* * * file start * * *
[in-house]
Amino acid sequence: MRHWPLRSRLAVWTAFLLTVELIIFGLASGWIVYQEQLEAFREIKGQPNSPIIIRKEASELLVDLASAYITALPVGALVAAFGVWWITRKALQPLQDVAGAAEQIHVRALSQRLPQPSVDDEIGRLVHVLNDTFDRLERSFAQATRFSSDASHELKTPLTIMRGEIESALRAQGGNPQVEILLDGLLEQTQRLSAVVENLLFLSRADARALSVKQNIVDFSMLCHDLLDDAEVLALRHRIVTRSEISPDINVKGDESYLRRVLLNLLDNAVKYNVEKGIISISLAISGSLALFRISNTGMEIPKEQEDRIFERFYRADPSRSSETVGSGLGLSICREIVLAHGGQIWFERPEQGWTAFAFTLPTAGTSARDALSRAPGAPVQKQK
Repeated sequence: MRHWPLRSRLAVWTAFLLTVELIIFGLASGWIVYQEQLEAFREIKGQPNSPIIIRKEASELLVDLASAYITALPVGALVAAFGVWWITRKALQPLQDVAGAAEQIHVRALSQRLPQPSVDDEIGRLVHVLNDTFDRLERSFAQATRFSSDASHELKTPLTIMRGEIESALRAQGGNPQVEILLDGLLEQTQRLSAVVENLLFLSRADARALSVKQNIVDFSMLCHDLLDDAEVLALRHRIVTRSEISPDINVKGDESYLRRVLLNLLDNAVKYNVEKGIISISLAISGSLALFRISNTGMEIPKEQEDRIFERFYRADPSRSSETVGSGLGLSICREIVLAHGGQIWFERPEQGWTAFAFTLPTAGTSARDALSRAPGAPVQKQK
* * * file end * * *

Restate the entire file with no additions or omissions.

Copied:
[in-house]
Amino acid sequence: MRHWPLRSRLAVWTAFLLTVELIIFGLASGWIVYQEQLEAFREIKGQPNSPIIIRKEASELLVDLASAYITALPVGALVAAFGVWWITRKALQPLQDVAGAAEQIHVRALSQRLPQPSVDDEIGRLVHVLNDTFDRLERSFAQATRFSSDASHELKTPLTIMRGEIESALRAQGGNPQVEILLDGLLEQTQRLSAVVENLLFLSRADARALSVKQNIVDFSMLCHDLLDDAEVLALRHRIVTRSEISPDINVKGDESYLRRVLLNLLDNAVKYNVEKGIISISLAISGSLALFRISNTGMEIPKEQEDRIFERFYRADPSRSSETVGSGLGLSICREIVLAHGGQIWFERPEQGWTAFAFTLPTAGTSARDALSRAPGAPVQKQK
Repeated sequence: MRHWPLRSRLAVWTAFLLTVELIIFGLASGWIVYQEQLEAFREIKGQPNSPIIIRKEASELLVDLASAYITALPVGALVAAFGVWWITRKALQPLQDVAGAAEQIHVRALSQRLPQPSVDDEIGRLVHVLNDTFDRLERSFAQATRFSSDASHELKTPLTIMRGEIESALRAQGGNPQVEILLDGLLEQTQRLSAVVENLLFLSRADARALSVKQNIVDFSMLCHDLLDDAEVLALRHRIVTRSEISPDINVKGDESYLRRVLLNLLDNAVKYNVEKGIISISLAISGSLALFRISNTGMEIPKEQEDRIFERFYRADPSRSSETVGSGLGLSICREIVLAHGGQIWFERPEQGWTAFAFTLPTAGTSARDALSRAPGAPVQKQK